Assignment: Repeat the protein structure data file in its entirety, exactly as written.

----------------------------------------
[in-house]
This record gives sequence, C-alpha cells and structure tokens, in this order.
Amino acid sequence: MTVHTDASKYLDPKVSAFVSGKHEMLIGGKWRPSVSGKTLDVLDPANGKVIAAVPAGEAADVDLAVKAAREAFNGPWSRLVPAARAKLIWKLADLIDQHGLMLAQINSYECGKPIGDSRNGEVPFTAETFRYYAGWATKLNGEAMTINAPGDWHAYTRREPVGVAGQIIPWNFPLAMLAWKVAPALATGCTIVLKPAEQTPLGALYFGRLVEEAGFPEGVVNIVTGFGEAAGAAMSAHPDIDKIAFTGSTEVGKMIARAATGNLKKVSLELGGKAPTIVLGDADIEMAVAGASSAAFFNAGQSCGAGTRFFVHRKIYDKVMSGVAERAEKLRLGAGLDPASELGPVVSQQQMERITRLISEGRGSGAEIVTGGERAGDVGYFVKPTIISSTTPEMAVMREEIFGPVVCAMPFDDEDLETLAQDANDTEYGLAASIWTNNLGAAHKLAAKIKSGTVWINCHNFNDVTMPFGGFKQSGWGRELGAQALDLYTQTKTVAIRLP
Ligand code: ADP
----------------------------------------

[in-house]
This record gives sequence, C-alpha cells and structure tokens, in this order.
Amino acid sequence: MTVHTDASKYLDPKVSAFVSGKHEMLIGGKWRPSVSGKTLDVLDPANGKVIAAVPAGEAADVDLAVKAAREAFNGPWSRLVPAARAKLIWKLADLIDQHGLMLAQINSYECGKPIGDSRNGEVPFTAETFRYYAGWATKLNGEAMTINAPGDWHAYTRREPVGVAGQIIPWNFPLAMLAWKVAPALATGCTIVLKPAEQTPLGALYFGRLVEEAGFPEGVVNIVTGFGEAAGAAMSAHPDIDKIAFTGSTEVGKMIARAATGNLKKVSLELGGKAPTIVLGDADIEMAVAGASSAAFFNAGQSCGAGTRFFVHRKIYDKVMSGVAERAEKLRLGAGLDPASELGPVVSQQQMERITRLISEGRGSGAEIVTGGERAGDVGYFVKPTIISSTTPEMAVMREEIFGPVVCAMPFDDEDLETLAQDANDTEYGLAASIWTNNLGAAHKLAAKIKSGTVWINCHNFNDVTMPFGGFKQSGWGRELGAQALDLYTQTKTVAIRLP
Ligand code: ADP